new functions alter design by using a recently

completed case study.

LEVEL: 2

L13S18

S/P RATIOS AND MESOPIC LIGHTING:

THE INFLUENCE OF SPECTRUM ON

TARGET VALUES AND RESULTS

DAWN DE GRAZIO, IES, LC

Director of Customer Education, Lighting Analysts, Inc.

This seminar will cover the basics of the science

behind mesopic lighting and how to incorporate the

new calculation method into your exterior lighting

designs using AGi32 lighting analysis software. We

will also show how to display source CCT in AGi32

and the caveats and limitations associated with doing

so in any software.

LEVEL: 1-2

2:00pm – 3:30pm

L13S19

WHEN COMPUTER RENDERINGS

FALL SHORT: MOCK-UPS TO ASSESS

AND COMMUNICATE LIGHTING DESIGNS

RANDY BURKETT, FIALD, IES, LC

President & Design Principal, Randy Burkett

Lighting Design, Inc.

This session will examine the role that mock-ups

and physical modeling can play in the lighting

design process. Despite the emergence and recent

dominance of computer based lighting design

software, the mock-up remains one of the most

tangible, insightful analysis and presentation tools

in the designer's arsenal.

LEVEL: 2

L13S20

AN ECOLOGY OF LIGHT:

TEN STEPS TO DAYLIGHTING SUCCESS

CHRISTOPHER MEEK, AIA, IES, IALD

Research Associate Professor, University of Washington

KEVIN VAN DEN WYMELENBERG, IES, PhD

Assistant Professor / Director, University of Idaho

Integrated Design Lab

This seminar will detail ten crucial steps toward

daylighting success that designers can immediately

employ in their practice. These concepts cover both

technologies and process activities that are drawn

from over a decade of university-based daylighting

design assistance.

LEVEL: 2

L13S21

INTEGRATING LEDs AND LIGHTING

CONTROLS FOR INCREASED ENERGY AND

COST SAVINGS IN COMMERCIAL INTERIORS

DONALD MILLSTEIN

Regional General Manager, Honeywell Lighting Solutions

Facility Professionals will learn how easy it is to

integrate digital-based LED lighting with lighting

controls, building automation and energy monitoring

systems to optimize energy savings and comply with

LEED, EPAct 2005 tax deductions and other

energy-efficiency measures.

LEVEL: 1-2

26 LIGHTFAIR ® International 2013


SEMINAR SCHEDULE

WEDNESDAY, APRIL 24

(CONTINUED)

2:00pm – 3:30pm (continued)

L13S22

EXTERIOR LIGHTING CONTROLS

NANCY CLANTON, PE, FIES, IALD, LC, LEED FELLOW

President, Clanton & Associates, Inc.

JESSICA GARCIA, EI

Lighting Engineer, Clanton & Associates, Inc.

Exterior lighting controls provide another layer of energy

savings potential. This session outlines the architectures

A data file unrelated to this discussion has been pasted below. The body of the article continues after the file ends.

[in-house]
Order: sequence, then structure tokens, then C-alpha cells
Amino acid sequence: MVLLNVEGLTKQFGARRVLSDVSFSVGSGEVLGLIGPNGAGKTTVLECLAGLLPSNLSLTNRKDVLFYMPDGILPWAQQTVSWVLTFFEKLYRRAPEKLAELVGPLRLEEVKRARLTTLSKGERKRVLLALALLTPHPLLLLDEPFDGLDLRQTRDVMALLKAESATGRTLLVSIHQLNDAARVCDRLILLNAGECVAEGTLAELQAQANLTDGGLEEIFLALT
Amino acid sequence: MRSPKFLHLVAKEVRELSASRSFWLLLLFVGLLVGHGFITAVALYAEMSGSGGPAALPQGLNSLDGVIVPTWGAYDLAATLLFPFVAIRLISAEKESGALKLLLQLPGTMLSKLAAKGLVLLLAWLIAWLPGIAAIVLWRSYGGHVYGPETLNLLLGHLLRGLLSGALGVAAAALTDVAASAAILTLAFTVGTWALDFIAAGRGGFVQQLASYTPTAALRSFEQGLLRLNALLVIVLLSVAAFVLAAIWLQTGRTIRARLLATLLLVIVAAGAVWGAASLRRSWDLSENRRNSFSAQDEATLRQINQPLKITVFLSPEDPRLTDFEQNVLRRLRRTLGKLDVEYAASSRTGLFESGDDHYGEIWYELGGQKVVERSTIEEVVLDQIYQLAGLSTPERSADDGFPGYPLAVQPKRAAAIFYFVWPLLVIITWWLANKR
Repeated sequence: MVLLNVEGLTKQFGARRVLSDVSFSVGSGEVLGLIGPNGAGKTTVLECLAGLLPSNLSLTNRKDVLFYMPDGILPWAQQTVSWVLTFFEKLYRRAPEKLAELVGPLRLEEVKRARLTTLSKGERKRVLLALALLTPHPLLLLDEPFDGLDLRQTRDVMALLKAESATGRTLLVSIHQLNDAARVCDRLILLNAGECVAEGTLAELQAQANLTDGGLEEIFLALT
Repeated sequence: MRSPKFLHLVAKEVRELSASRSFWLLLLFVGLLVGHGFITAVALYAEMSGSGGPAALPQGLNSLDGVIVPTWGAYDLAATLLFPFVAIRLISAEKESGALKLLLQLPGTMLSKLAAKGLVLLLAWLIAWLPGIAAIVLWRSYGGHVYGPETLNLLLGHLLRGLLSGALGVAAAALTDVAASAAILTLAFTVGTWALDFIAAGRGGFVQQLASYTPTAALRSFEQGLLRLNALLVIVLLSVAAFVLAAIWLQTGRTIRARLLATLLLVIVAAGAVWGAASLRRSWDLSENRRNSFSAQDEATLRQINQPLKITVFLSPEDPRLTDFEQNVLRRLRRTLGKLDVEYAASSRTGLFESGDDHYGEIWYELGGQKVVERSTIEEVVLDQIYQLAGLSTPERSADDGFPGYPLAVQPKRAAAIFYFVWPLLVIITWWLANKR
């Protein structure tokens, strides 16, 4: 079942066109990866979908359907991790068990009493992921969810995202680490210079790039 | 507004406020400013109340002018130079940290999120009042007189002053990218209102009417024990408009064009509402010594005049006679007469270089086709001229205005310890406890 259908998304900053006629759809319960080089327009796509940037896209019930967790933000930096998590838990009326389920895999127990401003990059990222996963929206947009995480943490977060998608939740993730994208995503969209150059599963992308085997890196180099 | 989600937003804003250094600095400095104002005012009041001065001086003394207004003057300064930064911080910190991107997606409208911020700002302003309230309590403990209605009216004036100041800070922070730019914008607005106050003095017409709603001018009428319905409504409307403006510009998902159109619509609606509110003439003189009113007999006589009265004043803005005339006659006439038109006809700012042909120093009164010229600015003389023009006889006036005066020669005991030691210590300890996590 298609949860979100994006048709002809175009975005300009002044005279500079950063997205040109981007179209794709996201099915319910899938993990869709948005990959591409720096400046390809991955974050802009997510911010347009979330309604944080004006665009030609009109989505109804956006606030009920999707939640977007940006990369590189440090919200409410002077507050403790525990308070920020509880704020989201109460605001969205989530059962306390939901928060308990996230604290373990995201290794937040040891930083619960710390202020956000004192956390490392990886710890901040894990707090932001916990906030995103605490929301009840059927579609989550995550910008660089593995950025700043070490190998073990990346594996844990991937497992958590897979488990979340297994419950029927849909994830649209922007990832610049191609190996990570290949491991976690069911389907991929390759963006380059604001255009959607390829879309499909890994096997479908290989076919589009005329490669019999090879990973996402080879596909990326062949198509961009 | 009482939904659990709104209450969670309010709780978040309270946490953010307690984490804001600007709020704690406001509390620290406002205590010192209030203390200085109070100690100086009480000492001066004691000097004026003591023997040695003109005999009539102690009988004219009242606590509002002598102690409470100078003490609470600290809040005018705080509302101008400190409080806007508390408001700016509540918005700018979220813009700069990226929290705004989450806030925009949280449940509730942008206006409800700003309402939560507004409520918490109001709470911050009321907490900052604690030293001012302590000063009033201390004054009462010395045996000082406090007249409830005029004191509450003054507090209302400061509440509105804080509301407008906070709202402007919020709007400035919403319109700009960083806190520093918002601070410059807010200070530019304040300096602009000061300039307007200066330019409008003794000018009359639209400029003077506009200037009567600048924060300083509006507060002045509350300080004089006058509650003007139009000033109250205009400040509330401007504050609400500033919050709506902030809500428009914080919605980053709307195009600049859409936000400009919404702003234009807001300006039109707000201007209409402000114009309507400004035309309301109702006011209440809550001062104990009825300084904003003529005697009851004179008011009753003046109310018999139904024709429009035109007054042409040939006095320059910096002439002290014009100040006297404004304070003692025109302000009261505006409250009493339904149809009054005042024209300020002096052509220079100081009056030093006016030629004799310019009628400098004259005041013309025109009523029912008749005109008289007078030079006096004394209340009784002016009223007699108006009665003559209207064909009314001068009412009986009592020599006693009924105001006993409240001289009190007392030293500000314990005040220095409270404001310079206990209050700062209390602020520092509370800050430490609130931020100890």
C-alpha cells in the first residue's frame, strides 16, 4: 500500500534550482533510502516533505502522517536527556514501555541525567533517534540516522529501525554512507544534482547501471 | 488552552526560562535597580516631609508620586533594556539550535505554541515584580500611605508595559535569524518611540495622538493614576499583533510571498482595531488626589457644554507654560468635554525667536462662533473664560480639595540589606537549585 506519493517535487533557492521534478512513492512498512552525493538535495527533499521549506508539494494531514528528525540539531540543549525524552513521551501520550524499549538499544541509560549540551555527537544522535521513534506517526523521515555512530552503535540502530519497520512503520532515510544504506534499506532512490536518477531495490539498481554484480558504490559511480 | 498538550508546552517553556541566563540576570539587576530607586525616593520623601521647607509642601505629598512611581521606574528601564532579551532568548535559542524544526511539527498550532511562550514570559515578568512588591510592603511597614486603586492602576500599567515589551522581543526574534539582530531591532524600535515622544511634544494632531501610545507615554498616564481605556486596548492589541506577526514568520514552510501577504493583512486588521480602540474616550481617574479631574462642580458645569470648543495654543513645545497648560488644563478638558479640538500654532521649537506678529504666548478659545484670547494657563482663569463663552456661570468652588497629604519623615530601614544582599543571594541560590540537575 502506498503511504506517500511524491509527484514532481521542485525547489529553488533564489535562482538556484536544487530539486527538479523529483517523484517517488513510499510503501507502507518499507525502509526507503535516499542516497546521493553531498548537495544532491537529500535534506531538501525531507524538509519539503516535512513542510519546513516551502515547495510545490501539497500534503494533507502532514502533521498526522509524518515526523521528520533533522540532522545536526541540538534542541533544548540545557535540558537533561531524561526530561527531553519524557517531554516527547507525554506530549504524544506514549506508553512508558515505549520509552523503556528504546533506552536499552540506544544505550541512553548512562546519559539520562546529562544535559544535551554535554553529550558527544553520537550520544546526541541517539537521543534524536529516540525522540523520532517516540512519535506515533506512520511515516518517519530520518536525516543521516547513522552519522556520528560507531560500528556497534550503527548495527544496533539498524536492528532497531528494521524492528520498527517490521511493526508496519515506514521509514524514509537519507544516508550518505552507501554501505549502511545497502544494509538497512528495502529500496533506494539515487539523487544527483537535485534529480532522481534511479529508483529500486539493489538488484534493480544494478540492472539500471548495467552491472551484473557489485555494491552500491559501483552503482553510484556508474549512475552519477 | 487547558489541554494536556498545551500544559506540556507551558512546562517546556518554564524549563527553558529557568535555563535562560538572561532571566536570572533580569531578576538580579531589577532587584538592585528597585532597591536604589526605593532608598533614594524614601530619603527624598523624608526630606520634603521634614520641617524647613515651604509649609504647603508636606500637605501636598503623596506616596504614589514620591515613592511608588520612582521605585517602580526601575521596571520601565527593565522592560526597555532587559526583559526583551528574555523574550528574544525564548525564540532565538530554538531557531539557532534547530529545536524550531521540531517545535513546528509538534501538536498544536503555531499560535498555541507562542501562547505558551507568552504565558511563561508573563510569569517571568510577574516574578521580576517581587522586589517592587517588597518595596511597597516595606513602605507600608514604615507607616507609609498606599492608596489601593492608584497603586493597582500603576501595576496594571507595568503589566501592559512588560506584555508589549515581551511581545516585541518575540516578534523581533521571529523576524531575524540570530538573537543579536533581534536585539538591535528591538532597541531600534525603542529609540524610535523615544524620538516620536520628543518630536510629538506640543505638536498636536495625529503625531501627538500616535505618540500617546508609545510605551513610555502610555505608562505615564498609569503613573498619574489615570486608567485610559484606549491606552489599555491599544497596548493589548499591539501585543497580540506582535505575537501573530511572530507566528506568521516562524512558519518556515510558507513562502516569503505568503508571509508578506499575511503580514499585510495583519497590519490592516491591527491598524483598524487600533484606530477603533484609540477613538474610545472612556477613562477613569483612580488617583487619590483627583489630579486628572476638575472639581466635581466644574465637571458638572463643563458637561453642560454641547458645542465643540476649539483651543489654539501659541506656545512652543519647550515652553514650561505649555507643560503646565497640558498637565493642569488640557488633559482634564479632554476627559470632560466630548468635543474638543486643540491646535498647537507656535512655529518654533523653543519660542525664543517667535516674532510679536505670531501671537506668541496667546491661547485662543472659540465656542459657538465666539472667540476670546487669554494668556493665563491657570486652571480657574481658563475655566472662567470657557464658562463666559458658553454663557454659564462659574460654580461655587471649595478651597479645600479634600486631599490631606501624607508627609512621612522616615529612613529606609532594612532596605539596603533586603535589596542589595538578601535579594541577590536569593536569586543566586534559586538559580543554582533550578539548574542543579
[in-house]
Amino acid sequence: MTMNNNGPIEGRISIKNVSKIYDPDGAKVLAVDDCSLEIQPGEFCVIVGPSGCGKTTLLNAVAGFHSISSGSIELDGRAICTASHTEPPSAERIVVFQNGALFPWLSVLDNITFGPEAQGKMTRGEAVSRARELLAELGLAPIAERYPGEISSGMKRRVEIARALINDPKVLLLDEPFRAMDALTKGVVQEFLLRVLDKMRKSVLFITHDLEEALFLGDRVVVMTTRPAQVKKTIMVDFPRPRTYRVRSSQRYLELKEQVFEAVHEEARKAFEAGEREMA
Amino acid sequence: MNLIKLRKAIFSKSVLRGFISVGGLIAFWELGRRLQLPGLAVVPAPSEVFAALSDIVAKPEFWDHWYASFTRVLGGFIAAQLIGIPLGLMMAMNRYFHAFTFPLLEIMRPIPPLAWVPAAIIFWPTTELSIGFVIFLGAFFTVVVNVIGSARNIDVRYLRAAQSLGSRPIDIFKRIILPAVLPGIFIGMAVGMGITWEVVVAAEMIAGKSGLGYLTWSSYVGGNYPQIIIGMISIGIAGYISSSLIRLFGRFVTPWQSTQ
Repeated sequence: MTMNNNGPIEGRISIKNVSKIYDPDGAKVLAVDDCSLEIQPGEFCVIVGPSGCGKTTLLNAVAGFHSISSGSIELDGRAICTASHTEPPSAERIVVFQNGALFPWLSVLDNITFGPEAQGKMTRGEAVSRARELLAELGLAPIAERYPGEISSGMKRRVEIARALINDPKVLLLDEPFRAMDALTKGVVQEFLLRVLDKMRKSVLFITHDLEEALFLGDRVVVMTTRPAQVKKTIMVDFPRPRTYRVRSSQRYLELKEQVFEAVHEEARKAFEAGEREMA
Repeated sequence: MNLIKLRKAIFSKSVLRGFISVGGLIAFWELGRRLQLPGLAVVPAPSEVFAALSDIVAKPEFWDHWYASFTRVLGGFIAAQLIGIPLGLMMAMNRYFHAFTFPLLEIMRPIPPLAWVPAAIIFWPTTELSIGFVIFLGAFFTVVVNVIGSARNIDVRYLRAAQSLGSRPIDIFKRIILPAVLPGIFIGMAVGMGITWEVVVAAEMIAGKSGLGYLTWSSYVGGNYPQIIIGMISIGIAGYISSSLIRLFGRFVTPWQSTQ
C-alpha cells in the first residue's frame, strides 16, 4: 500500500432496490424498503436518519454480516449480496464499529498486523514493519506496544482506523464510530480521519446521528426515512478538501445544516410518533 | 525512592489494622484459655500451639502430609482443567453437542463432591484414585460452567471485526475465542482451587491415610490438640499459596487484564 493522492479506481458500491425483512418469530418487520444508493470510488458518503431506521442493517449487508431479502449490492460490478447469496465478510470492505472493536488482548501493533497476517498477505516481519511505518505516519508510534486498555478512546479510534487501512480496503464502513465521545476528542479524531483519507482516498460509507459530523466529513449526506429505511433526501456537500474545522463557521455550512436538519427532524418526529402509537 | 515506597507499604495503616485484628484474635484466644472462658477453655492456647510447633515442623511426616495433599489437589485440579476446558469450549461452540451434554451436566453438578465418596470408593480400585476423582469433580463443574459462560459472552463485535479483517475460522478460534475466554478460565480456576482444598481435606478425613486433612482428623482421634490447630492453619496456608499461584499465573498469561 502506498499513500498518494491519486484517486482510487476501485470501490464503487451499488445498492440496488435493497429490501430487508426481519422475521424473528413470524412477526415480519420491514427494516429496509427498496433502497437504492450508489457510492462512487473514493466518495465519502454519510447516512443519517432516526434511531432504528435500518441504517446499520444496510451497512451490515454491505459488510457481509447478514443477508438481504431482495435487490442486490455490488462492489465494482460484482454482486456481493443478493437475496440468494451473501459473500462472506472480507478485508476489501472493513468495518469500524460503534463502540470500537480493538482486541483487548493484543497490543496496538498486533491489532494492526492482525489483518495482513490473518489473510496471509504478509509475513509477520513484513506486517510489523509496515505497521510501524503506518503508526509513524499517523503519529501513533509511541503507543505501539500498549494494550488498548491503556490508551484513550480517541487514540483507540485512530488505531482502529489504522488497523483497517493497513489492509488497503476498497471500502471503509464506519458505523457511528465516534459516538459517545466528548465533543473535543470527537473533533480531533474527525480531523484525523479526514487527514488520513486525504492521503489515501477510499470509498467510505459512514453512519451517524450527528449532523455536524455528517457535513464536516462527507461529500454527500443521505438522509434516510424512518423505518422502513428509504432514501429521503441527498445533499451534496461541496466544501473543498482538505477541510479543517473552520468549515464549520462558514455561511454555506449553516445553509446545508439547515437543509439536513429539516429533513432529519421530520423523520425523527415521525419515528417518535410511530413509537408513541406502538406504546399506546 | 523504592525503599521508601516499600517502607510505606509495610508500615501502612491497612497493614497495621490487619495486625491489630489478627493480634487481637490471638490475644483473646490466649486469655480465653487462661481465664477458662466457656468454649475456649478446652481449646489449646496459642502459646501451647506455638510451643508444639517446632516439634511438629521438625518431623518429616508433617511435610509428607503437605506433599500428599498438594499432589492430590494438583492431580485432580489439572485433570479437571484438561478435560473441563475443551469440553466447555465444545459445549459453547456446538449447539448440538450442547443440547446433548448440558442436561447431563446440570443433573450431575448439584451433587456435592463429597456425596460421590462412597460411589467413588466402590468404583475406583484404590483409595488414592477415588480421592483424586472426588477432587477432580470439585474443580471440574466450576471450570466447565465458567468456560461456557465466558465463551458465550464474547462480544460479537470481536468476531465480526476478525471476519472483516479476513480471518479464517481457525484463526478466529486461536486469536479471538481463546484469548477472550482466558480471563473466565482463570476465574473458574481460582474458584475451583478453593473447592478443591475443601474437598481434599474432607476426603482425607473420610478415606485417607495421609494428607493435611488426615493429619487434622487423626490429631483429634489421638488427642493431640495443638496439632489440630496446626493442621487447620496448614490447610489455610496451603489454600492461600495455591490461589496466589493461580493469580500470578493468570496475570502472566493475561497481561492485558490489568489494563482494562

of these systems and each of their capabilities.

Constraints and benefits of control systems will be

discussed along with where best to implement control

systems. Adaptive standards will also be addressed.

LEVEL: 2

L13S23

ILLUMINATING THE FUTURE OF

LIGHTING: CRISIS AND REVOLUTION

MARK LIEN, LC, CLEP, CLEMC, HBDP, LEED BD+C, IES

Director, Lighting Solutions Center, Hubbell Lighting

The future of architectural lighting will impact us on

many levels. Driven by unprecedented energy costs

and sustainability concerns an industry revolution

shifted to a frantic obsession with LEDs. Trends and

new technologies poised for adoption in the next

decade will be revealed. Risks can be minimized and

opportunities embraced.

LEVEL: 2-3

4:30pm – 6:00pm

L13S24

COMMUNICATING LIGHT:

SKETCHING, RENDERING AND REALITY

CJ BROCKWAY, LC

Lighting Designer, NBBJ Studio 9 Lighting Design

CARLOS INCLAN, IALD

Lighting Designer, NBBJ Studio 9 Lighting Design

The course will explore hand to computer generated

renderings and how to effectively communicate

lighting concepts without overpromising.

LEVEL: 2

L13S25

SCALING LIGHTING AND SHADING

CONTROLS: OPPORTUNITY, CHALLENGES

AND LESSONS LEARNED

LUIS FERNANDES, PhD

Scientific Engineering Associate, Lawrence Berkeley

National Laboratory

JASON KOMAN, MPP

Program Manager / Fellow, Department of Energy,

Commercial Buildings Program

ELEANOR LEE

Staff Scientist, Lawrence Berkeley National Laboratory

RICHARD YANCEY, AIA, LEED AP

Executive Director, Gren Light New York, Inc.

Introduction of the opportunities and challenges to

deploying lighting and shading controls in all buildings,

from municipal to national level. Presenters will review

technical and policy approaches to scaling for depth and

breadth, as well as results and lessons learned from a

post-occupancy evaluation in a high-rise office building.

LEVEL: 2

L13S26

LIGHTING AS A CRIME PREVENTION

STRATEGY

ART HUSHEN

President, National Institute of Crime Prevention

GREG ORTT, LC, MIES, CPTED

Solutions Specialist, Hubbell Lighting

Through the combination of light and CPTED "Crime

Prevention Through Environmental Design," presenters

will demonstrate advantages of integration of these

two practices for a safer nighttime environment.

LEVEL: 2-3

L13S27

THE BURDEN MUSEUM: A CASE

STUDY OF SPECIFYING LEDs AND

COMPATIBLE DIMMING

NAOMI MILLER, FIES, FIALD, LC

Senior Lighting Engineer, Pacific NW National Lab

JANET LENNOX MOYER

Principal, Jan Moyer Design

This presentation is based on an upcoming DOE /

NYSERDA GATEWAY demonstration project at the

Burden Museum in upstate NY, and describes the

step-by-step process from product selections to bid